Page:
Bennett expects drip to really shine on marginal soils. “That is where we will see big improvements in yields. The first field where we installed drip is sort of a mediocre field, and you see what happened there.
“However, I think eventually more drip will start going into what they call candy soils in Westlands Water District around Huron, one of the highest yielding area of the valley. Rising costs will eventually push those areas into drip.”
Even more important than that cost savings and higher yields, drip on row crop ground may actually keep Bennett and his neighbors in farming. JFB Ranch, like hundreds of others in the valley, is plagued by a perched water table. Seventy-five percent of JFB fields have drainage systems.
Farmers like JFB in Panoche Irrigation District will soon be cut off from their out-of-district drain water removal outlet. When the current outlet is gone in about four years, drain water will be left either in the district or on farms in ponds to be treated and re-used or evaporated away. It will undoubtedly drive up the cost of water for the district to manage the drain water. The best solution to perched water is to not create it.
What that means is that farmers like Bennett, who is Panoche's board chairman, will try as best they can to reach 100 percent water efficiency.
“I don't think we can achieve total efficiency, but we have to try. With drip you can place the water right where the plant needs it and very little is flushed below the root zone, if it is managed properly,” said Bennett.
“The drainage issue is huge for us. Unless we can solve the problem, we are talking about thousands of acres going out of production.”
He also believes the cotton/tomato rotation can be altered with drip and improve income.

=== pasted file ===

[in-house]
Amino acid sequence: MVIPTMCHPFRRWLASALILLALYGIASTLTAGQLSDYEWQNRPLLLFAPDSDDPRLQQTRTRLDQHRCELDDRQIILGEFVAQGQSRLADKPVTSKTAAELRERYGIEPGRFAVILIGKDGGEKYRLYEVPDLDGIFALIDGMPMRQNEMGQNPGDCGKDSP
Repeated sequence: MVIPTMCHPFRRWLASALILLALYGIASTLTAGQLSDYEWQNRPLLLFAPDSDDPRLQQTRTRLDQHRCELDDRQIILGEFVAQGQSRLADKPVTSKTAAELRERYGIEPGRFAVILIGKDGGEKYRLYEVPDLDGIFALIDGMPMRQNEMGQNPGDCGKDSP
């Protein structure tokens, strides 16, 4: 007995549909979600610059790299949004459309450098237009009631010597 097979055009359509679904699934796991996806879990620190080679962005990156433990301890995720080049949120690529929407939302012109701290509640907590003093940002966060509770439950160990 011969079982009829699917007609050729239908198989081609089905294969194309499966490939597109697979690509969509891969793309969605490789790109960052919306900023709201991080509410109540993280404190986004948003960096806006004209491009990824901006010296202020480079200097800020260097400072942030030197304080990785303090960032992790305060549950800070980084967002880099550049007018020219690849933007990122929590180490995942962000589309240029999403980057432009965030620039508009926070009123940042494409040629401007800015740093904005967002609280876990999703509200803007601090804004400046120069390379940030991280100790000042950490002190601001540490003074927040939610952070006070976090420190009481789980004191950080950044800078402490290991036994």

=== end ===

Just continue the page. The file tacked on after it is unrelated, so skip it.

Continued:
“Right now we cannot go back-to-back tomatoes. We like to stay out of tomatoes for 3 years — at least two for sure because of diseases and weed pressure,” he said. “We may be able to go back-to-back tomatoes with drip or at least cut back the cotton rotation.
We are still learning about drip.”
The drip field was installed with GPS technology.
“We bought our first GPS guidance system three years ago. We were so excited after we saw what it could do that first year, we bought two more the following year. This year we will add two more. All of our heavy work and planting will be done with GPS,” said Bennett.
The GPS systems have proven to save 20 percent on tractor time and labor costs.
“These are very exciting times in agriculture with all the new technology. I only wish the economics were a little better,” said Bennett.
“We are spending a lot of money on this new technology like drip and tractor guidance systems so we can be more efficient. I think the savings will pay off and keep us in business,” he said.
Asked what he would put at the top of his new technology wish list, Bennett paused for a moment and said, “I'd like to have last year all over again. It demonstrated the real potential we have to produce in this valley when the growing season is perfect,” he said.